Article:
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S.3 Geography Notes


Deltas is a large flat low-lying plain of silt, boulders, pebbles and gravel deposits at the river mouth where it flows into the sea or lake. The deposited material forces the river to divide into channels called distributaries.  These are flanked by swamps, lagoons, spits and bars. The delta is built on the sea and in the senile stage where the river loses competence to carry load.

As the river loses energy, it deposits, heaviest first.  This goes on through the long profile of the river.  However, whenever there is an increase in energy, the river will pick up the deposited material again sweeping it into the sea which is the goal of any river.   As sediments formulate at the mouth, a delta is formed.   

Types of Deltas  

Arcuate is a type of delta which is triangular in shape, with a convex out margin which is rounded and composed of coarse sediments like gravel, sand and slit The Arcuate delta has many distributaries and is the most common on River Nile in Egypt and River Niger in Nigeria.  

It is formed where offshore currents are strong to round the river mouth, sea ward edge with fine and course materials.

Draw the diagram of the arcuate delta 

Lacustrine Delta is an inland delta formed in the lake for example River Omo in Lake Turkana.  

Illustration: Draw the diagram of lacustrine delta 

Bird’s food delta/Digitate resembles the bird’s foot formed as a result of the river carrying a lot of load composed mainly of the fine material or silt and having low wave energy.  

The river channel divides into a few distributaries bounded by levees.  


Estuarine Delta is a type of delta found in submerged river mouth (Rias).   Here a river deposits its load in the submerged river mouth leading to formation of sand banks and Islands.  Around these sand banks and islands, numerous distributaries and currents remove the sediment load as it deposited.  Rufigi has an estuarine delta as it has submerged river mouth and River Zambezi . Associates with delta formation are coastal features like spits and lagoons. Illustration  

Conditions necessary for the formation of a Delta 

  • The river should have a mountainous upper course where erosion is rapid.  The delta building power of a river is greatly increased if it has a number of tributaries which also gather a considerable load of sediments 
  • There should be no strong tidal currents to remove the accumulation of silt from the mouth of the river.  If tidal currents exist, they should be minimal.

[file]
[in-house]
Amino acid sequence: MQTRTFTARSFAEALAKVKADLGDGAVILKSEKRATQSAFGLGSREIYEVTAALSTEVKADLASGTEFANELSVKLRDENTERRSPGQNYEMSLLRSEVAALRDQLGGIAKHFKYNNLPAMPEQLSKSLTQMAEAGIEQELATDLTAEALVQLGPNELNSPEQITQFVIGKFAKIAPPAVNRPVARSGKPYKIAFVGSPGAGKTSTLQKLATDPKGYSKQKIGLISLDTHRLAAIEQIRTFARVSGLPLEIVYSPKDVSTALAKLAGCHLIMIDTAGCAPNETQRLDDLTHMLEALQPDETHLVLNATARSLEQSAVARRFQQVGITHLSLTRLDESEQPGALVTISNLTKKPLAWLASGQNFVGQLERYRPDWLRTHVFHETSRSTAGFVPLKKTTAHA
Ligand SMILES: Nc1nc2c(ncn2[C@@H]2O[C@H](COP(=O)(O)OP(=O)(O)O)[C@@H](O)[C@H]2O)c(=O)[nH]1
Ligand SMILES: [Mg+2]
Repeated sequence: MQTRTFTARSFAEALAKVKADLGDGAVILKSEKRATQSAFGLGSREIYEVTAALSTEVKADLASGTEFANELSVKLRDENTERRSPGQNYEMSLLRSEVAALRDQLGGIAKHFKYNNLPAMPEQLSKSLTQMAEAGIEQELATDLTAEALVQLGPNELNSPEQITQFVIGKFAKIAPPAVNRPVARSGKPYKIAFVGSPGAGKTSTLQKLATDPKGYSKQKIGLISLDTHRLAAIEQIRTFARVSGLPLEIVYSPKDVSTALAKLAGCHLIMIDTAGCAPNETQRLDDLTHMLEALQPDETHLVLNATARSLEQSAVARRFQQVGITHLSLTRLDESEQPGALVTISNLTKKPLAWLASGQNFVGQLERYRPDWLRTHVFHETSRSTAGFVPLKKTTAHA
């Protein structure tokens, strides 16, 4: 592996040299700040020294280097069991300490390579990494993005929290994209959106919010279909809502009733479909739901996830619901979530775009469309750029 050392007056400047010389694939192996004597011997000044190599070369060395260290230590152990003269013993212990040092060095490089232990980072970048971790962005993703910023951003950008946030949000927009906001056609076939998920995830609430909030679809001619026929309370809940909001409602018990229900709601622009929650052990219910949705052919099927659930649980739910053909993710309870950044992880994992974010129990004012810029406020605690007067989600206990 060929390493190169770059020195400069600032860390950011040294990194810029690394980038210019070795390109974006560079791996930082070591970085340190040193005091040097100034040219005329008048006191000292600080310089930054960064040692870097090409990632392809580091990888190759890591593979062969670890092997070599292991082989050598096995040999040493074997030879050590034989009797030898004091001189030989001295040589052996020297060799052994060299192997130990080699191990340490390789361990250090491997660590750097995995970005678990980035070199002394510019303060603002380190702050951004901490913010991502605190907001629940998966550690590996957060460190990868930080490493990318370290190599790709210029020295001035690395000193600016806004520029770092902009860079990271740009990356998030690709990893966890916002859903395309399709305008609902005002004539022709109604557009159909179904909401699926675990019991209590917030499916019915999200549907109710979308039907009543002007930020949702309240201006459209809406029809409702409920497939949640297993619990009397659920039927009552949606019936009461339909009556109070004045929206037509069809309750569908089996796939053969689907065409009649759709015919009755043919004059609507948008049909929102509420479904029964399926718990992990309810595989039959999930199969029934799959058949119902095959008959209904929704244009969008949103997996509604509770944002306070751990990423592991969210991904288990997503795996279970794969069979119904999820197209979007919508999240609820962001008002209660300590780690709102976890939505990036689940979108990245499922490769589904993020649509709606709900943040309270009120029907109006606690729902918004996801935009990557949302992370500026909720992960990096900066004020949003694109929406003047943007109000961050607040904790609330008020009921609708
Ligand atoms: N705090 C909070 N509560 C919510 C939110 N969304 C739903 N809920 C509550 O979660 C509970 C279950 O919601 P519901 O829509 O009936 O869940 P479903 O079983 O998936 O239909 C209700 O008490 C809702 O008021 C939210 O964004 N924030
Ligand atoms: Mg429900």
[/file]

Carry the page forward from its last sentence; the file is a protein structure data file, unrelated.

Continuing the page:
• Low of flat gradient for accumulation of material
  • Presence of sheltered bay
  • Absence of artificial barriers like walls or dykes at the mouth
  • The river should have a long plain or lower course so that its current will have slackened before it reaches the sea.  Where the gradient of the lower course of the river is shift the strength of the current may be sufficient to carry the sediments well out to the sea beyond the mouth of the river. 
  • There should be no big lakes along the course of the river because the lakes remove sediments from the river channel before reaching the sea. 

Formation (processes for the formation of a delta)

When the fresh rivers meet the saline water of the ocean, the meeting produces an electric charge the causes the clay particles to coagulate/precipitate and settle on the sea bed (a process known as flocculation). The fines particles are carried fastest and deposited as bottom set.  These are covered by slightly course materials which are deposited to form a slope making up the fore set bed.  

The upper part is nearest the; and composed of more coarse sediments form the top set. Increased deposition causes splitting of the river into distributaries.   Levees extend to the sea via distributaries. Spit, bar and lagoons are formed. Lagoons are later filled with sediments becoming swampy places. Plants colonize older parts of the delta.  As the delta takes a sound appearance, swamps disappear forming or leaving dry land. The range which the delta grows varies according to the rate at which silt is deposited.   

Importance or benefits of deltas in Africa 

  • Deltas contain fertile soils so provide man with agricultural land.
  • Deltas attract settlement due to the presence of well drained fertile soils.  The delta of the Nile has for a long time been a home to a large population.  
  • Mining (pottery and petroleum deposits) takes place in delta areas like in Niger delta.
  • Delta are tourist attractions hence tourism.
  • Fishing takes place in the delta, lagoons. The silt that is brought by the river is good food for these planktons.
  • In deltas where the mangrove forests are found the trees are harvested for poles which are good building materials.
  • They have promoted art and craft industry due to the presence papyrus vegetation. 

Problems associated with deltas in Africa 

  • Due to many distributaries a delta has, this impedes communication.
  • Delta’s harbour diseases carry vectors like mosquitoes and snails.
  • Flooding occur especially after exceptionally heavy rains
  • Salinity of the water. 


Alluvial fans

 Alluvial fans are similar to deltas (usually referred to as dry deltas) except that they are built on land and not at sea as the delta. An alluvial fan is fan shaped mass of materials (sand and gravel) deposited by a stream with large load as it emerges from a steep narrow valley onto a wide gentle plain.


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